* FTSEurofirst 300 ends up 0.3 pct, posts 6th weekly gain in row
* Strong negative correlation between euro, European stocks
* Shares in Eni drop 5.6 pct after dividend cut, capex slashed
By Blaise Robinson
PARIS, March 13 (Reuters) - European stocks pared losses in late trade on Friday and ended higher, keeping their strong rally alive as investors bet that a renewed drop in the euro would boost the region’s economy and lift exporter earnings.
The euro has tumbled 3 percent this week against the dollar, hitting 12-year lows below $1.05 on Friday, as the European Central Bank began asset purchases that will eventually help pump a trillion euros into the economy.
The relentless slide in the euro over the past year has given a significant lift to European corporate results after years of stagnating profits. The drop in the single currency is seen translating into a 10 to 13 percent lift in earnings in 2015.
“European stocks are driven by the forex market, big time,” said Nicolas Cheron, market analyst at FXCM in Paris.
“The drop in the euro has played a major role in the stock rally in Europe in the past few months even before quantitative easing was launched, and now, with short positions on the euro reaching extreme levels in the short term, European stocks look vulnerable to a pull-back if the currency bounces.”
The FTSEurofirst 300 index of top European shares ended the session up 0.3 percent at 1,578.82 points. It posted a weekly gain of 0.5 percent, the benchmark’s sixth in a row.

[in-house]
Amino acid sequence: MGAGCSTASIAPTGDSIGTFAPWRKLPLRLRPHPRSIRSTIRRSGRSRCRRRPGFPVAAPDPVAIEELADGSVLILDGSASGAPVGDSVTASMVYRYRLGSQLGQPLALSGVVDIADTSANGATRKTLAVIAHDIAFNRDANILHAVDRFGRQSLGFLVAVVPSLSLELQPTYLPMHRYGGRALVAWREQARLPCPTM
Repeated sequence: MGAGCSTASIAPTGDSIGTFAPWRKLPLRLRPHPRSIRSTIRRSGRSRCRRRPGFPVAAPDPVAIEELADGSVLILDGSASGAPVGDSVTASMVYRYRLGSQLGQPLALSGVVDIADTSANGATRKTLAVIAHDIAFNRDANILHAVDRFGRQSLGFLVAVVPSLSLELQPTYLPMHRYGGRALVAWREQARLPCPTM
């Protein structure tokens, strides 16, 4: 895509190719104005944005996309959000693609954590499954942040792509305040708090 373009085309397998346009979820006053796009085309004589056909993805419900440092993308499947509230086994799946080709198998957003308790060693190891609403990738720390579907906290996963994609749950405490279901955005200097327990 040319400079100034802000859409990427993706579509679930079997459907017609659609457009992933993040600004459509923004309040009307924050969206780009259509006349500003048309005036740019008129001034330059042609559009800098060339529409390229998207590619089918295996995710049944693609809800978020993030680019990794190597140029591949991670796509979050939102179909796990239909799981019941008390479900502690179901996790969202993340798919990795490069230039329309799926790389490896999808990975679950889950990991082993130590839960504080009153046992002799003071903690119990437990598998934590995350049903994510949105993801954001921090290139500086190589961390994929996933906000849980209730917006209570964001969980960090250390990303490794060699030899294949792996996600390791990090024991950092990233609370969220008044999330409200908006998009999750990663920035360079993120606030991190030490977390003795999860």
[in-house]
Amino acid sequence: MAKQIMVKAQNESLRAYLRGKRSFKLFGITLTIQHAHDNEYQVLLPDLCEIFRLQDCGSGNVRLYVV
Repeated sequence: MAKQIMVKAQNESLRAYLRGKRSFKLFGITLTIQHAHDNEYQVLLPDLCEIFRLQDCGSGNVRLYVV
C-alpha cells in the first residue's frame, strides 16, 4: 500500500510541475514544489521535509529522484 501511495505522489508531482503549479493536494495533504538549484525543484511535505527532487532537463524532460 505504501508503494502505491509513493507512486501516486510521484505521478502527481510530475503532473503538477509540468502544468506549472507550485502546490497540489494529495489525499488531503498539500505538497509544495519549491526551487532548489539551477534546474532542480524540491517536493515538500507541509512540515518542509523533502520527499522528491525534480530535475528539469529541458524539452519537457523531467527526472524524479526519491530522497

Germany’s DAX - which is up 21 percent so far this year and trading at record highs - gained 0.9 percent on Friday after a late session rally. The German index rose 3 percent on the week, posting its ninth consecutive weekly gain, the longest winning streak in 17 years for the benchmark.
“So much of the positives on the European market is in the price,” Paul Chesterton, a senior trader at Peregrine & Black, said. “I can’t help feeling it’s looking a bit stretched here.”
European stocks have strongly outperformed Wall Street so far in 2015, helped by the European Central Bank’s bond-buying programme that has been driving the euro lower and prompted global investors to increase their exposure to European stocks.
According to Bank of America Merrill Lynch Global Research, European equity funds have enjoyed $36 billion in inflows so far this year. U.S. equity funds have seen redemptions of $47 billion over the same period.
Elsewhere in Europe on Friday, France’s CAC 40 rose 0.5 percent, closing above the 5,000 mark for the first time since mid-2008, while Britain’s FTSE 100 index fell 0.3 percent, dragged by a retreat in energy and mining shares, falling along with commodity prices.
Italy’s MIB retreated 0.4 percent, hurt by a 4.6 percent drop in the shares of Eni after the Italian energy major cut its dividend, slashed investments and suspended its share buyback programme.
Spain’s Sabadell slid 2.2 percent, retreating for a second day. A source told Reuters the bank was considering a 1.5-billion-euro capital increase via a share issue to fund a bid for Britain’s TSB, which was announced on Thursday.
Commerzbank surged 4.9 percent, with traders citing relief that a U.S. fine announced the previous day was in line with market expectations.
Europe bourses in 2015: link.reuters.com/pap87v
Asset performance in 2015: link.reuters.com/gap87v
Today’s European research round-up (Editing by Mark Heinrich)